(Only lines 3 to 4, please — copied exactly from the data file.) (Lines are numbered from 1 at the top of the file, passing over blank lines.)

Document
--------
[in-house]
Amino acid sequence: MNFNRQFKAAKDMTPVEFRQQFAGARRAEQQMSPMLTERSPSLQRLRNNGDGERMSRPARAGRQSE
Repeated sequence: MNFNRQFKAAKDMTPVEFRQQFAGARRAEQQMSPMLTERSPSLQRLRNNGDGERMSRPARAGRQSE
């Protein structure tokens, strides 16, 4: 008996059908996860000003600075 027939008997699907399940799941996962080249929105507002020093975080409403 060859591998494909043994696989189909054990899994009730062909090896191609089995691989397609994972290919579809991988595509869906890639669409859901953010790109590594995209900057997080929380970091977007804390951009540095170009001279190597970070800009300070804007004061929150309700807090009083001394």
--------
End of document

Repeated sequence: MNFNRQFKAAKDMTPVEFRQQFAGARRAEQQMSPMLTERSPSLQRLRNNGDGERMSRPARAGRQSE
């Protein structure tokens, strides 16, 4: 008996059908996860000003600075 027939008997699907399940799941996962080249929105507002020093975080409403 060859591998494909043994696989189909054990899994009730062909090896191609089995691989397609994972290919579809991988595509869906890639669409859901953010790109590594995209900057997080929380970091977007804390951009540095170009001279190597970070800009300070804007004061929150309700807090009083001394």